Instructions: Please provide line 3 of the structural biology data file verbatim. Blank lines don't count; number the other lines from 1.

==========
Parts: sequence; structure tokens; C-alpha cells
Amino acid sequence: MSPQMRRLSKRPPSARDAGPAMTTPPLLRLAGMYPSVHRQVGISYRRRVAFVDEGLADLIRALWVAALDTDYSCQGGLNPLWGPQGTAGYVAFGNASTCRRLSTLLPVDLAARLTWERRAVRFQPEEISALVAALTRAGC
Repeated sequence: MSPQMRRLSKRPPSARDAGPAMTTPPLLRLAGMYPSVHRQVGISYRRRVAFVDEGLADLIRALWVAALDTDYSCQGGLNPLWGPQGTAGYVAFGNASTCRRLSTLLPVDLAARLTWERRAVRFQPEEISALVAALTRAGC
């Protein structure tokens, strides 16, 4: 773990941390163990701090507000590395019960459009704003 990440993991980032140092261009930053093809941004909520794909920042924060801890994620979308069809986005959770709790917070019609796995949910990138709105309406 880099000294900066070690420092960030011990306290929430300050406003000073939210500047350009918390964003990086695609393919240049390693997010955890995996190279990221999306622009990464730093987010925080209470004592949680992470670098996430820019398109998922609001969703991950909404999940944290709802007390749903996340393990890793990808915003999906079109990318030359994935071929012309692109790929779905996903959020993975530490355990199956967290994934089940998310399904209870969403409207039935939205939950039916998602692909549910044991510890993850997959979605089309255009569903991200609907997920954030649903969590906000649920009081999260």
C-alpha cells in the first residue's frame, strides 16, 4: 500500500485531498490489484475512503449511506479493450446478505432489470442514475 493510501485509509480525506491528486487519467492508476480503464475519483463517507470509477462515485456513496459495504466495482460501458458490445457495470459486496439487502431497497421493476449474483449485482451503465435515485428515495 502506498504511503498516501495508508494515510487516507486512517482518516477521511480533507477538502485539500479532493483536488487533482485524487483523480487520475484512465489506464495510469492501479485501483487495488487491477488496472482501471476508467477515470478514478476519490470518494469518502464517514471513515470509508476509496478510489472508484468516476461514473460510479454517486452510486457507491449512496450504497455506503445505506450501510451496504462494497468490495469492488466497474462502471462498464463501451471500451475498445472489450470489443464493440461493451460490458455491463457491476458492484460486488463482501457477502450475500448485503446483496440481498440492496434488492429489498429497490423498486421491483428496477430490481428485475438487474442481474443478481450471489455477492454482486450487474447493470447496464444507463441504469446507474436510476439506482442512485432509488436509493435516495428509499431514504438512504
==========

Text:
Repeated sequence: MSPQMRRLSKRPPSARDAGPAMTTPPLLRLAGMYPSVHRQVGISYRRRVAFVDEGLADLIRALWVAALDTDYSCQGGLNPLWGPQGTAGYVAFGNASTCRRLSTLLPVDLAARLTWERRAVRFQPEEISALVAALTRAGC